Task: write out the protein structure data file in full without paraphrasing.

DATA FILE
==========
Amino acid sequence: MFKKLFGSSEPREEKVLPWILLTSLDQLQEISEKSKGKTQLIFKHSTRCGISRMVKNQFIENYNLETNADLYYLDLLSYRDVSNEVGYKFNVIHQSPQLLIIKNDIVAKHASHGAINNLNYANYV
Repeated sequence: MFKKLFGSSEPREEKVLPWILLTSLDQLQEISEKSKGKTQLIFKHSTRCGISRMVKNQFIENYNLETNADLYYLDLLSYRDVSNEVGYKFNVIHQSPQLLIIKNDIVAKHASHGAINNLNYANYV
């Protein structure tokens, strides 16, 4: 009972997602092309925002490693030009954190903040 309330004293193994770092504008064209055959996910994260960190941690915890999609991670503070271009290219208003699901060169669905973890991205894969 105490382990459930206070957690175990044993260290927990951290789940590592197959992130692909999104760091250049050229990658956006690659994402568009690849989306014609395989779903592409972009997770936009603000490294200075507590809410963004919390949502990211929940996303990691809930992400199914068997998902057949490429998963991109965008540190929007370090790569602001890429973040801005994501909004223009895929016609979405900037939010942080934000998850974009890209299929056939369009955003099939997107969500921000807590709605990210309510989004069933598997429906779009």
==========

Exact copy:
Amino acid sequence: MFKKLFGSSEPREEKVLPWILLTSLDQLQEISEKSKGKTQLIFKHSTRCGISRMVKNQFIENYNLETNADLYYLDLLSYRDVSNEVGYKFNVIHQSPQLLIIKNDIVAKHASHGAINNLNYANYV
Repeated sequence: MFKKLFGSSEPREEKVLPWILLTSLDQLQEISEKSKGKTQLIFKHSTRCGISRMVKNQFIENYNLETNADLYYLDLLSYRDVSNEVGYKFNVIHQSPQLLIIKNDIVAKHASHGAINNLNYANYV
């Protein structure tokens, strides 16, 4: 009972997602092309925002490693030009954190903040 309330004293193994770092504008064209055959996910994260960190941690915890999609991670503070271009290219208003699901060169669905973890991205894969 105490382990459930206070957690175990044993260290927990951290789940590592197959992130692909999104760091250049050229990658956006690659994402568009690849989306014609395989779903592409972009997770936009603000490294200075507590809410963004919390949502990211929940996303990691809930992400199914068997998902057949490429998963991109965008540190929007370090790569602001890429973040801005994501909004223009895929016609979405900037939010942080934000998850974009890209299929056939369009955003099939997107969500921000807590709605990210309510989004069933598997429906779009």